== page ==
When I came upon The Cantaloupe Tales a few weeks ago, I was reading through study abroad posts on WordPress. It’s my favorite tag as I do love me a good ole study abroad blog – one that has pictures of the Eiffel Tour or the experience of a student eating her first Italian gelato. But what I enjoy the most is when I find ones that are unique, filled with character, and so funny that I almost wet my pants. Well, Cantaloupe Tales is one of those blogs. The blogger, Katie, is witty. She can tell a great story and has made me laugh to the point that Hubby has come in our office to see what is going on. If you’re having a bad day, read this post from Katie. I promise you’ll be tearing up from laughter by the end. Katie’s humor doesn’t end there. I have had the wonderful privilege of emailing with her and she answered a few questions about her blog and experience in Morocco. I hope you will enjoy her writing as much as I do.
Why did you name your blog The Cantaloupe Tales?
You know, I don’t really have a good reason, except that it was the first thing that popped into my head when I sat down to create it in January. Maybe I got confused between which snack I wanted to eat and what I wanted to name this new blog; I do that sort of thing when I’m hungry. It also sort of sounds like the Canterbury Tales, which makes me sound educated and clever. The first post is called “A Melancholy Tale,” (get it?) and it’s a very short, very dumb story full of puns about two star-crossed lovers who also happen to be melons. The last line is: “‘I love my melon lover,’ sobbed the melon, “but now we cantaloupe!” I know, I know. I can’t believe I have readers either.
What surprised you most about Morocco?
Healthcare. Is. So. Cheap. (For US-ians, anyway). When I came down with intestinal parasites (avoid those), I dragged myself out of bed to a private practice Moroccan doctor, who made us wait forever but only cost 200 dirhams (approximately exactly $22.7110). Then I went to the pharmacy and got my meds. Long story short, you just walk in and tell them what’s wrong with you. For Moroccans, I know that this isn’t exactly chump change, but as someone whose paycheck (when employed) comes in dollars, it was a bit of a relief. Also: don’t eat unwashed salads. Parasites suck (ugh, literally. Ugh, get me off the Internet).
Also, when inside a Moroccan family’s house, everyone wears their pajamas all the time. One gets dressed to go out. Brilliant! It was fantastic. Bring your jammies.
Did you pick up any local habits/customs while living abroad?
I read this question to my mother, who laughingly replied, “Well, look at what you’re wearing!” She was right: I’m wearing a Moroccan gandora, which is a traditional garment that my host family gave me the day before I left Morocco. I also wear harem pants now. Other than my increasingly dubious wardrobe, though, it’s hard to say: when living in Morocco, I picked up plenty. I ate with my hands, mastered the squat toilet and bucket operation, and grew accustomed to haggling in the souk. Lots of small things come to mind, tiny and huge lifestyle changes that add up to making a new home as the months pass.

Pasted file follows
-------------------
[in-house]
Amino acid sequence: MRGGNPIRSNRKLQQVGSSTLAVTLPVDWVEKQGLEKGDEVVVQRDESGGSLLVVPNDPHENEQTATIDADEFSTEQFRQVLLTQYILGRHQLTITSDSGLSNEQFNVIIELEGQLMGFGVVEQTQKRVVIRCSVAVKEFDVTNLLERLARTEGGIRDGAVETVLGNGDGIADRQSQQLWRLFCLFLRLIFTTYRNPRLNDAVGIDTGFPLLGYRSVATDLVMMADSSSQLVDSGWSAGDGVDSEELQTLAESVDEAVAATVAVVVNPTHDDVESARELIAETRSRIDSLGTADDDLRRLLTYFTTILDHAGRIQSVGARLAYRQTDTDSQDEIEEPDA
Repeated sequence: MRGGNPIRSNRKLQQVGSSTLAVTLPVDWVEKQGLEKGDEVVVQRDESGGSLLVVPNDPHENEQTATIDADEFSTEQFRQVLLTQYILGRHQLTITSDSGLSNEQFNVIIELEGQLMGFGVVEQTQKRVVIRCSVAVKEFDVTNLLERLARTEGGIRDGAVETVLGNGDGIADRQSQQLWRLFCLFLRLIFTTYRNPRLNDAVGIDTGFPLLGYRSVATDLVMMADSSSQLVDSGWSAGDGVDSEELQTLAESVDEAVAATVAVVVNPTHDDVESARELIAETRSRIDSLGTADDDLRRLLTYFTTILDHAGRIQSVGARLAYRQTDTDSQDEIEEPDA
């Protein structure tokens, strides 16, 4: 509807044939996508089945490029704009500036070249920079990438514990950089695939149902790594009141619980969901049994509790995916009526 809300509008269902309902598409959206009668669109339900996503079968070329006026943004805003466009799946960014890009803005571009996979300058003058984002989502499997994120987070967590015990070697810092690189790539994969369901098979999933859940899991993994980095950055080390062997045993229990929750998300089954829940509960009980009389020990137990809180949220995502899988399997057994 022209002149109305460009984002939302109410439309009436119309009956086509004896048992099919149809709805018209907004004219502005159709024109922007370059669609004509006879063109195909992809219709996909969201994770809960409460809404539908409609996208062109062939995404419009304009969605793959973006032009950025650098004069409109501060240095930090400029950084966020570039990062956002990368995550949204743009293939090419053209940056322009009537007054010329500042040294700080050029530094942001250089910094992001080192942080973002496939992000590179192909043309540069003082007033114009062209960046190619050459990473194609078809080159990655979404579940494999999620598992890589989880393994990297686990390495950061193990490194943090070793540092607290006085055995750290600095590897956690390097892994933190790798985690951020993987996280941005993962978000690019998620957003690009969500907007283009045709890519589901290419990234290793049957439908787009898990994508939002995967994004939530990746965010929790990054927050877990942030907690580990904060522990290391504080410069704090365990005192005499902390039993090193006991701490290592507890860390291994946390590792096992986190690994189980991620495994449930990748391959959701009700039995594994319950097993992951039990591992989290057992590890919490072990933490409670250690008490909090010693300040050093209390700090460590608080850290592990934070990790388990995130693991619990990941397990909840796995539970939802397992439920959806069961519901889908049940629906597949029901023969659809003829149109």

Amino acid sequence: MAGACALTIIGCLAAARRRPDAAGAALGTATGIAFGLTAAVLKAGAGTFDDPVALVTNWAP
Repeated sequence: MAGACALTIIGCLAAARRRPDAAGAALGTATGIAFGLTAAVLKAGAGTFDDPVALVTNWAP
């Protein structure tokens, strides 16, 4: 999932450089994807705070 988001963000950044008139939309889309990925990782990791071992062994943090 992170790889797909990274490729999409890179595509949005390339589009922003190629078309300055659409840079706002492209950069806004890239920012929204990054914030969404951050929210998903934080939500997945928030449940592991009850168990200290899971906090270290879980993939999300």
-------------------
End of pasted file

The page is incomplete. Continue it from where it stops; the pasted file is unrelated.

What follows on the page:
What have I brought back to the U.S., of all these customs and habits? I’m still not sure. People use forks and toilet paper, and it’d be crazy to try to haggle at Target. I like to think I’ve brought back something, though. A puffy Hello Kitty bathrobe? That little purple rug? I’ll let you know when I figure it out.
From your experience, was it harder to go to Morocco or to come back home?
BOTH. I know that’s sort of a weenie answer, but let me explain. I struggled with adjusting to Morocco: I missed my friends, culture shock, the works. Yet adjust I did, and as my airplane departed Casablanca, the last thing I wanted to do was completely change my way of life—again. I love Morocco and its rich culture, history, politics, and mostly, its people. Slipping into all of my old U.S. habits was easier than forming new Morocco habits had been, but once home, I realized that nobody (except for a select few) knew or really cared about Morocco. That’s been weird.
So both were challenging in different ways. No matter which way the cookie crumbles, though, you’ll forget where your comfort zone was and replace it with some good, wholesome awkwardness. I’d do it all again, and not change a thing. Well, except for waiting so long to see a doctor about those parasites. Seriously.
What three pieces of advice would you give someone who was planning to live/study in Morocco?
1. Travel as much as you can, Morocco has pretty great public transit. Go to Chefchaouen and Asilah! Climb Mount Toubkal! Run around on beaches! Play soccer with Moroccan kids!
2. Don’t be too paranoid about people ripping you off in the souk. Get some ballpark prices from Moroccans for certain items, and haggle away! Don’t be shy! But honestly, you’ll end up paying a bit more for some things because you’re foreign anyway. When it’s a difference of 10 dirhams, what’s one more dollar to you? You’re boosting their economy. Smile. Make friends with the shopkeepers. Have a ball.
3. Learn Darija and talk to people. All the time. Never stop talking to people! Ladies, just ignore the catcallers, but talk to people! That’s the point, right? Crossing cultural and linguistic boundaries. Seriously, learn Darija. It’s fun. Chat ‘em up! Good luck! Have fun!
4. I know you said three, but I just thought of an important one. Bring hand sanitizer. There’s never soap, and when you’re using a bucket and water, you’ll want to wash your hands thoroughly. Oh, yeah, and eat lots of couscous. Go to a wedding. Beware of leben. Okay, I’m done. Thanks for reading!